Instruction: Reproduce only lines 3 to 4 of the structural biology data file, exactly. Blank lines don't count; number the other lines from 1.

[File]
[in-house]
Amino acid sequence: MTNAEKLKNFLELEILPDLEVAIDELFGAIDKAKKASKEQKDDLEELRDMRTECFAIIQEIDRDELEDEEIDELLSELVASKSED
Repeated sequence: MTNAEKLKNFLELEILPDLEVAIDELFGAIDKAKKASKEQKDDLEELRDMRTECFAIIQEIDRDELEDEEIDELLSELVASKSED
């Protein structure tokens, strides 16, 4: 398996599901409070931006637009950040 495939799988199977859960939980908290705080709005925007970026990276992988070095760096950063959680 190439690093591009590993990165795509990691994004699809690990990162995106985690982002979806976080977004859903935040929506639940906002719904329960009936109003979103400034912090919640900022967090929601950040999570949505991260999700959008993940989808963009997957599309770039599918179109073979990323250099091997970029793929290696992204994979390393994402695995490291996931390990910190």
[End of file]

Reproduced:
Repeated sequence: MTNAEKLKNFLELEILPDLEVAIDELFGAIDKAKKASKEQKDDLEELRDMRTECFAIIQEIDRDELEDEEIDELLSELVASKSED
């Protein structure tokens, strides 16, 4: 398996599901409070931006637009950040 495939799988199977859960939980908290705080709005925007970026990276992988070095760096950063959680 190439690093591009590993990165795509990691994004699809690990990162995106985690982002979806976080977004859903935040929506639940906002719904329960009936109003979103400034912090919640900022967090929601950040999570949505991260999700959008993940989808963009997957599309770039599918179109073979990323250099091997970029793929290696992204994979390393994402695995490291996931390990910190």